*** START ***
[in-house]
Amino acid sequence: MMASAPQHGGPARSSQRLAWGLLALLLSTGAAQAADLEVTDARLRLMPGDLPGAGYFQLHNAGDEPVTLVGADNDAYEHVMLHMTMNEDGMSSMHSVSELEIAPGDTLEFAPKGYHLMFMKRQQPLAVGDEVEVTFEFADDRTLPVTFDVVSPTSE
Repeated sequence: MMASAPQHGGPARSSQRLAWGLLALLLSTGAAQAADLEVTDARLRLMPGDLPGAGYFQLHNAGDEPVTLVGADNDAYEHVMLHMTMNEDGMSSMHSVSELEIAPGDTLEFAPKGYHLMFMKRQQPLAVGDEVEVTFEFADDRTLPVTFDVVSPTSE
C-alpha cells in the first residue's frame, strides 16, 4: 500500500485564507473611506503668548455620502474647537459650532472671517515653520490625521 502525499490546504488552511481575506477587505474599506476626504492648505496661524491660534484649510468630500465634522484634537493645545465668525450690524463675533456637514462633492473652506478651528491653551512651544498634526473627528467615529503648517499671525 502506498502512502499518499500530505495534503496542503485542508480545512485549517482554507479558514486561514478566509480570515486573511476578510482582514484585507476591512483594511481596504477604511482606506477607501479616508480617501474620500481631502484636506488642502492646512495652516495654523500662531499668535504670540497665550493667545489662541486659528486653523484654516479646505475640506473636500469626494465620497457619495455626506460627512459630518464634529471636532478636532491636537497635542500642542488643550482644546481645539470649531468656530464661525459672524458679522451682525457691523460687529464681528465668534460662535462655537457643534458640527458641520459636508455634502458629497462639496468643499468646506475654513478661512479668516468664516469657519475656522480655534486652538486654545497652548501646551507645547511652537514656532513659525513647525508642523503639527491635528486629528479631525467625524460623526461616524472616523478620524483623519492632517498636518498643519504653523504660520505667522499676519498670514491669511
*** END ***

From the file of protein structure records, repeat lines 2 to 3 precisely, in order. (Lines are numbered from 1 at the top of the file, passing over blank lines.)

Amino acid sequence: MMASAPQHGGPARSSQRLAWGLLALLLSTGAAQAADLEVTDARLRLMPGDLPGAGYFQLHNAGDEPVTLVGADNDAYEHVMLHMTMNEDGMSSMHSVSELEIAPGDTLEFAPKGYHLMFMKRQQPLAVGDEVEVTFEFADDRTLPVTFDVVSPTSE
Repeated sequence: MMASAPQHGGPARSSQRLAWGLLALLLSTGAAQAADLEVTDARLRLMPGDLPGAGYFQLHNAGDEPVTLVGADNDAYEHVMLHMTMNEDGMSSMHSVSELEIAPGDTLEFAPKGYHLMFMKRQQPLAVGDEVEVTFEFADDRTLPVTFDVVSPTSE